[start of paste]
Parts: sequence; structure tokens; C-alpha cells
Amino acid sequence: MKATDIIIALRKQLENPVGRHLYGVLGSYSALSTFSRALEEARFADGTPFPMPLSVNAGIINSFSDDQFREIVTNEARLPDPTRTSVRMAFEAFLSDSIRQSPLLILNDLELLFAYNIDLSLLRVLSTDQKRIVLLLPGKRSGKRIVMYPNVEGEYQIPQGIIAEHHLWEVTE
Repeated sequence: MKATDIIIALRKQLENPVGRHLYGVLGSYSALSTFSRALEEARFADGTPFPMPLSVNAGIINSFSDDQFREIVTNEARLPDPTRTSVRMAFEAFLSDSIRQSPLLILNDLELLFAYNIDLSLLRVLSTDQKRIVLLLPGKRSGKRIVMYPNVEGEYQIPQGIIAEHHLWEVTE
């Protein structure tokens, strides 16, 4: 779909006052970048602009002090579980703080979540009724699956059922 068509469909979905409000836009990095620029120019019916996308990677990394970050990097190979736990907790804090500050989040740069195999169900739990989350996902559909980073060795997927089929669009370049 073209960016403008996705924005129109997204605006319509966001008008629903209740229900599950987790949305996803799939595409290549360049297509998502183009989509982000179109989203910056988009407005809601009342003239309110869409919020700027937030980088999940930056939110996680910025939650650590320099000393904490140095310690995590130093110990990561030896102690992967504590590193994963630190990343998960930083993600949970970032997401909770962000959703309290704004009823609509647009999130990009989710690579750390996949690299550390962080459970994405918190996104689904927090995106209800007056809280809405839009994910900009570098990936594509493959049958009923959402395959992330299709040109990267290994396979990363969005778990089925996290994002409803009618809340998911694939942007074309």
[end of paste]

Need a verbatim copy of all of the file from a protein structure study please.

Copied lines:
Parts: sequence; structure tokens; C-alpha cells
Amino acid sequence: MKATDIIIALRKQLENPVGRHLYGVLGSYSALSTFSRALEEARFADGTPFPMPLSVNAGIINSFSDDQFREIVTNEARLPDPTRTSVRMAFEAFLSDSIRQSPLLILNDLELLFAYNIDLSLLRVLSTDQKRIVLLLPGKRSGKRIVMYPNVEGEYQIPQGIIAEHHLWEVTE
Repeated sequence: MKATDIIIALRKQLENPVGRHLYGVLGSYSALSTFSRALEEARFADGTPFPMPLSVNAGIINSFSDDQFREIVTNEARLPDPTRTSVRMAFEAFLSDSIRQSPLLILNDLELLFAYNIDLSLLRVLSTDQKRIVLLLPGKRSGKRIVMYPNVEGEYQIPQGIIAEHHLWEVTE
């Protein structure tokens, strides 16, 4: 779909006052970048602009002090579980703080979540009724699956059922 068509469909979905409000836009990095620029120019019916996308990677990394970050990097190979736990907790804090500050989040740069195999169900739990989350996902559909980073060795997927089929669009370049 073209960016403008996705924005129109997204605006319509966001008008629903209740229900599950987790949305996803799939595409290549360049297509998502183009989509982000179109989203910056988009407005809601009342003239309110869409919020700027937030980088999940930056939110996680910025939650650590320099000393904490140095310690995590130093110990990561030896102690992967504590590193994963630190990343998960930083993600949970970032997401909770962000959703309290704004009823609509647009999130990009989710690579750390996949690299550390962080459970994405918190996104689904927090995106209800007056809280809405839009994910900009570098990936594509493959049958009923959402395959992330299709040109990267290994396979990363969005778990089925996290994002409803009618809340998911694939942007074309």